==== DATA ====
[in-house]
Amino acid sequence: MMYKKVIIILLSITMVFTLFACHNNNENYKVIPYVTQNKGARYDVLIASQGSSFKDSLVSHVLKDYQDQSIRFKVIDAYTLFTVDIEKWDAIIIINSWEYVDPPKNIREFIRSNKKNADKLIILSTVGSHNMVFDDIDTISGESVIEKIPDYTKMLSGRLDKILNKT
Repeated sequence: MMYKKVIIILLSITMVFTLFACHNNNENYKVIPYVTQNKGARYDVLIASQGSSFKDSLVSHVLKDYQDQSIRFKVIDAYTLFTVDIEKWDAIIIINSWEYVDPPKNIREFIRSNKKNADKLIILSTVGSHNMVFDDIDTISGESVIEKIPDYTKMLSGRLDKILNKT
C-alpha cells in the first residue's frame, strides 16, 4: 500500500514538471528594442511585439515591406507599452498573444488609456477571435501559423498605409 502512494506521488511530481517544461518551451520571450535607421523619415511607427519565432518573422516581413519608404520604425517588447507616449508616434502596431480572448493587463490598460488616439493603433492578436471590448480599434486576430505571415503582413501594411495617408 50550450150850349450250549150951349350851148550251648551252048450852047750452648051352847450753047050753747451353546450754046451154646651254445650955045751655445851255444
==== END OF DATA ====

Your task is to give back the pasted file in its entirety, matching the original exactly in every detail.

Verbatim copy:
[in-house]
Amino acid sequence: MMYKKVIIILLSITMVFTLFACHNNNENYKVIPYVTQNKGARYDVLIASQGSSFKDSLVSHVLKDYQDQSIRFKVIDAYTLFTVDIEKWDAIIIINSWEYVDPPKNIREFIRSNKKNADKLIILSTVGSHNMVFDDIDTISGESVIEKIPDYTKMLSGRLDKILNKT
Repeated sequence: MMYKKVIIILLSITMVFTLFACHNNNENYKVIPYVTQNKGARYDVLIASQGSSFKDSLVSHVLKDYQDQSIRFKVIDAYTLFTVDIEKWDAIIIINSWEYVDPPKNIREFIRSNKKNADKLIILSTVGSHNMVFDDIDTISGESVIEKIPDYTKMLSGRLDKILNKT
C-alpha cells in the first residue's frame, strides 16, 4: 500500500514538471528594442511585439515591406507599452498573444488609456477571435501559423498605409 502512494506521488511530481517544461518551451520571450535607421523619415511607427519565432518573422516581413519608404520604425517588447507616449508616434502596431480572448493587463490598460488616439493603433492578436471590448480599434486576430505571415503582413501594411495617408 50550450150850349450250549150951349350851148550251648551252048450852047750452648051352847450753047050753747451353546450754046451154646651254445650955045751655445851255444